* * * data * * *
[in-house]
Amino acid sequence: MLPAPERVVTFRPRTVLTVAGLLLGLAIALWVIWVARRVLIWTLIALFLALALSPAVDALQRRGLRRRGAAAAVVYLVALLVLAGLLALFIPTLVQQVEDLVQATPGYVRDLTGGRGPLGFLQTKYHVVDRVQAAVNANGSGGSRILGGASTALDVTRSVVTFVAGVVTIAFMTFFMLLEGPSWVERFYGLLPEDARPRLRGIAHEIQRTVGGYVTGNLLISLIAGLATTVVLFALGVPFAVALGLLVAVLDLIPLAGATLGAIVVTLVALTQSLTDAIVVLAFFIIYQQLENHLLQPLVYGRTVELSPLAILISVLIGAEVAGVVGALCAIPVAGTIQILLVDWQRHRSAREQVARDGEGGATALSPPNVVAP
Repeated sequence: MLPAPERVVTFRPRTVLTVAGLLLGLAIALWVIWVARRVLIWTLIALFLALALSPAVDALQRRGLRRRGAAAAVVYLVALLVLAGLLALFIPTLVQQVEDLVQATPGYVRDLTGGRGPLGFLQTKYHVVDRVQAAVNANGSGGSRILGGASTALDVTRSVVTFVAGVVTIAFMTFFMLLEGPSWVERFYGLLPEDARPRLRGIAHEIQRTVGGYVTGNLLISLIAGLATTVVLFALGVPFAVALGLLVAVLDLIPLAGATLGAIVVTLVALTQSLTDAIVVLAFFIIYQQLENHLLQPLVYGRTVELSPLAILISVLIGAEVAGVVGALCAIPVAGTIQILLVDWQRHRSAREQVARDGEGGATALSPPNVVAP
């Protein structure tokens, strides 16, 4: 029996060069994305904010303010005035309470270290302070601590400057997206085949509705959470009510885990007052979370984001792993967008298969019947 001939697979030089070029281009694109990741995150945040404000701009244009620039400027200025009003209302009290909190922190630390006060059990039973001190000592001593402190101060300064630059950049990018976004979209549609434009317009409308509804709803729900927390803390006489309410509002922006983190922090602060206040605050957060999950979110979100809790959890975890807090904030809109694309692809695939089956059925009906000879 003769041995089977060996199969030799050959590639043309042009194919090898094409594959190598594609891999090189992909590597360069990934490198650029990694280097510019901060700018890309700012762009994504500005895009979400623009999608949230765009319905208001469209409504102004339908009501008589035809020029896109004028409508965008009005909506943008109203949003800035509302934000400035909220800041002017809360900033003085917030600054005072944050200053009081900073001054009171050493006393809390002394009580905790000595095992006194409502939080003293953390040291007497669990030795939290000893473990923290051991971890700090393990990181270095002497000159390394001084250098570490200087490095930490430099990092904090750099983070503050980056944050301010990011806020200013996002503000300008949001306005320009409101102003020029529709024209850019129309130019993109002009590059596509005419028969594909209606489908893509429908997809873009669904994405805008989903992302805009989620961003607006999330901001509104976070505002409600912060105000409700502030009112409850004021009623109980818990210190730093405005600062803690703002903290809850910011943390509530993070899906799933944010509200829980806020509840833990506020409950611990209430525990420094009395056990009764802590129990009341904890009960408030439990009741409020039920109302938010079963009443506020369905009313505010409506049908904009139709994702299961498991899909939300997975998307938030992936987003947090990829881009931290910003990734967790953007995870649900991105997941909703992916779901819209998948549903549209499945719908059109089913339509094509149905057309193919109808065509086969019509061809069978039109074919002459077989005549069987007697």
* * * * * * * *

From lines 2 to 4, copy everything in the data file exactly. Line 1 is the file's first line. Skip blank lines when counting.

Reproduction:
Amino acid sequence: MLPAPERVVTFRPRTVLTVAGLLLGLAIALWVIWVARRVLIWTLIALFLALALSPAVDALQRRGLRRRGAAAAVVYLVALLVLAGLLALFIPTLVQQVEDLVQATPGYVRDLTGGRGPLGFLQTKYHVVDRVQAAVNANGSGGSRILGGASTALDVTRSVVTFVAGVVTIAFMTFFMLLEGPSWVERFYGLLPEDARPRLRGIAHEIQRTVGGYVTGNLLISLIAGLATTVVLFALGVPFAVALGLLVAVLDLIPLAGATLGAIVVTLVALTQSLTDAIVVLAFFIIYQQLENHLLQPLVYGRTVELSPLAILISVLIGAEVAGVVGALCAIPVAGTIQILLVDWQRHRSAREQVARDGEGGATALSPPNVVAP
Repeated sequence: MLPAPERVVTFRPRTVLTVAGLLLGLAIALWVIWVARRVLIWTLIALFLALALSPAVDALQRRGLRRRGAAAAVVYLVALLVLAGLLALFIPTLVQQVEDLVQATPGYVRDLTGGRGPLGFLQTKYHVVDRVQAAVNANGSGGSRILGGASTALDVTRSVVTFVAGVVTIAFMTFFMLLEGPSWVERFYGLLPEDARPRLRGIAHEIQRTVGGYVTGNLLISLIAGLATTVVLFALGVPFAVALGLLVAVLDLIPLAGATLGAIVVTLVALTQSLTDAIVVLAFFIIYQQLENHLLQPLVYGRTVELSPLAILISVLIGAEVAGVVGALCAIPVAGTIQILLVDWQRHRSAREQVARDGEGGATALSPPNVVAP
């Protein structure tokens, strides 16, 4: 029996060069994305904010303010005035309470270290302070601590400057997206085949509705959470009510885990007052979370984001792993967008298969019947 001939697979030089070029281009694109990741995150945040404000701009244009620039400027200025009003209302009290909190922190630390006060059990039973001190000592001593402190101060300064630059950049990018976004979209549609434009317009409308509804709803729900927390803390006489309410509002922006983190922090602060206040605050957060999950979110979100809790959890975890807090904030809109694309692809695939089956059925009906000879 003769041995089977060996199969030799050959590639043309042009194919090898094409594959190598594609891999090189992909590597360069990934490198650029990694280097510019901060700018890309700012762009994504500005895009979400623009999608949230765009319905208001469209409504102004339908009501008589035809020029896109004028409508965008009005909506943008109203949003800035509302934000400035909220800041002017809360900033003085917030600054005072944050200053009081900073001054009171050493006393809390002394009580905790000595095992006194409502939080003293953390040291007497669990030795939290000893473990923290051991971890700090393990990181270095002497000159390394001084250098570490200087490095930490430099990092904090750099983070503050980056944050301010990011806020200013996002503000300008949001306005320009409101102003020029529709024209850019129309130019993109002009590059596509005419028969594909209606489908893509429908997809873009669904994405805008989903992302805009989620961003607006999330901001509104976070505002409600912060105000409700502030009112409850004021009623109980818990210190730093405005600062803690703002903290809850910011943390509530993070899906799933944010509200829980806020509840833990506020409950611990209430525990420094009395056990009764802590129990009341904890009960408030439990009741409020039920109302938010079963009443506020369905009313505010409506049908904009139709994702299961498991899909939300997975998307938030992936987003947090990829881009931290910003990734967790953007995870649900991105997941909703992916779901819209998948549903549209499945719908059109089913339509094509149905057309193919109808065509086969019509061809069978039109074919002459077989005549069987007697």